Principle III. Appropriate level: The feedback is presented in a manner and at a level of detail appropriate to the learners (Dunlop, 2017; Hattie & Timperley, 2007). While the feedback draws on the examiners’ comments and recommendations and the description of the relevant IC feature (see the middle column of Figure 6.2), the text was written and further revised in ways sensitive to the learners’ proficiency level (at or below CEFR B2 level) - with simplified sentence structure, reduced length, and technical terms removed or paraphrased. This was done to facilitate learners’ understanding of the feedback, which, as discussed above, is a prerequisite for learners to act on the feedback (Sadler, 2010; Steen-Utheim & Hopfenbeck, 2019).

Building on the IC checklist and feedback material (Nakatsuhara et al., 2018), Lam (2019) developed a resource bank of worked examples for the

IC features in the checklist and feedback material, applying the principles of (IV) relating to success criteria, (V) engaging the learner in a proactive role, and (VI) promoting self-regulated learning. The key considerations for enhancing such LOA feedback are how to foster learners’ understanding of the (sometimes abstract) success criteria; how to engage learners in more active and deeper processing of the IC features; and how to equip learners with the skills to evaluate their own performances or their peers’ (cf. making judgments in the feedback literacy framework by Carless & Boud, 2018).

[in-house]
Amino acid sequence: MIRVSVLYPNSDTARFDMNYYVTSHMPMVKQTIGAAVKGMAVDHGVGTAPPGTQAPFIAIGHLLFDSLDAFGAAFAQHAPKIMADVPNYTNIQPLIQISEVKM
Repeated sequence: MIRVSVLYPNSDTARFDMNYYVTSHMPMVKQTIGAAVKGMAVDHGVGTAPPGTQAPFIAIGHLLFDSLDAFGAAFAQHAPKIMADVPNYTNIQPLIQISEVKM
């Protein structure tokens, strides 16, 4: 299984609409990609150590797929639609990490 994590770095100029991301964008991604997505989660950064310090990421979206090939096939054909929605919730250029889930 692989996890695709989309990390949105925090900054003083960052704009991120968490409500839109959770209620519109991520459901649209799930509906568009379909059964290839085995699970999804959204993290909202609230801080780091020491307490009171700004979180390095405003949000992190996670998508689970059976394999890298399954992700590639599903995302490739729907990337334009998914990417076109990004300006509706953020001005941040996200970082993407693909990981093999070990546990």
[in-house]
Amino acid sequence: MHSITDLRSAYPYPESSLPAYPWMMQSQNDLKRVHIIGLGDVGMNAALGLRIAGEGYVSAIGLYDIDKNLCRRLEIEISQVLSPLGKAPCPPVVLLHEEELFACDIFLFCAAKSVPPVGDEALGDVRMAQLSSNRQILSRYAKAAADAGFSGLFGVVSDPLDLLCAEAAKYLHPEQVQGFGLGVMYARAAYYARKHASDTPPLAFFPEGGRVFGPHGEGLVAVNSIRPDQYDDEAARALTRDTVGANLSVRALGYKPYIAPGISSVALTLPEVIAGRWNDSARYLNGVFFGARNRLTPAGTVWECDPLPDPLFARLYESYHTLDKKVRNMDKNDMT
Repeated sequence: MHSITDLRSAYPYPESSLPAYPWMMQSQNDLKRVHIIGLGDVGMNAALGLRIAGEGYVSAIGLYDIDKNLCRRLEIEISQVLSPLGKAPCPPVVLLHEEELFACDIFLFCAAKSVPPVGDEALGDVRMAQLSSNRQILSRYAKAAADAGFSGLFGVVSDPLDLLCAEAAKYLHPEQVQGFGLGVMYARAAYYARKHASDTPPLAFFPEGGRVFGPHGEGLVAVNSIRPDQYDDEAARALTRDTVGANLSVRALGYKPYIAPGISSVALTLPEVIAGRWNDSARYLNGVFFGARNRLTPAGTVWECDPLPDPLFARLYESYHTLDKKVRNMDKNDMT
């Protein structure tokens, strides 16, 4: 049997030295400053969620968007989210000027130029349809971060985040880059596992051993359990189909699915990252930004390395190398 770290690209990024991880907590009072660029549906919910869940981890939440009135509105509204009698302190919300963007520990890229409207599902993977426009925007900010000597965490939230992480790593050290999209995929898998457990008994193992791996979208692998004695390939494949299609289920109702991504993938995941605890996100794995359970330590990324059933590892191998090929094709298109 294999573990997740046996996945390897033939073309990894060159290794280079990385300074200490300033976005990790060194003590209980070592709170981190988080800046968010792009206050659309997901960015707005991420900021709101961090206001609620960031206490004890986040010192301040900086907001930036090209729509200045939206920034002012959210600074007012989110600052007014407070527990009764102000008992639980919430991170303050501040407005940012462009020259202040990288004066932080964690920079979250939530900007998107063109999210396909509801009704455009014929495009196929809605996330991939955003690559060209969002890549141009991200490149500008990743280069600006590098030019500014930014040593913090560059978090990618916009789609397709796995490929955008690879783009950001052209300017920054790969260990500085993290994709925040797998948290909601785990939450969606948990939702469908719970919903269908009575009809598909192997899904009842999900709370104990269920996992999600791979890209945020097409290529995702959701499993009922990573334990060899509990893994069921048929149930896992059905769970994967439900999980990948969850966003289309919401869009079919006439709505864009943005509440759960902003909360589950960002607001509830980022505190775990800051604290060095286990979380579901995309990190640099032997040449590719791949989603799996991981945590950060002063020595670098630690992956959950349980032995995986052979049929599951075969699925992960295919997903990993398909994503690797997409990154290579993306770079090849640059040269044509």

Taking account of the above considerations, the resource bank was designed to (1) optimize understanding of the IC checklist feedback by illustrating the IC features with examples and in context; and to (2) provide a framework for a discovery learning activity (“analyzing exemplars”), in order to raise learners’ awareness of the success criteria and train them in evaluating IC performance in paired discussions. The process of developing the resource bank involved two stages: (a) identifying IC features and feedback text in Nakatsuhara et al. (2018) where illustrative examples would be beneficial, and (b) developing the worked examples through transcribing and analyzing the 12 paired interaction videos following a conversation analytic approach. Overall, a total of 15 worksheets with 33 examples were produced (see Lam, 2019, for more details). Each worksheet consists of three parts:

  • • Part 1: Simplified transcript extract(s) illustrating an IC feature, and web links to the paired interaction videos where publicly available (Extract 2);
  • • Part 2: Guiding questions (Extract 3);
  • • Part 3: A “lesson learned” narrative (Extract 4).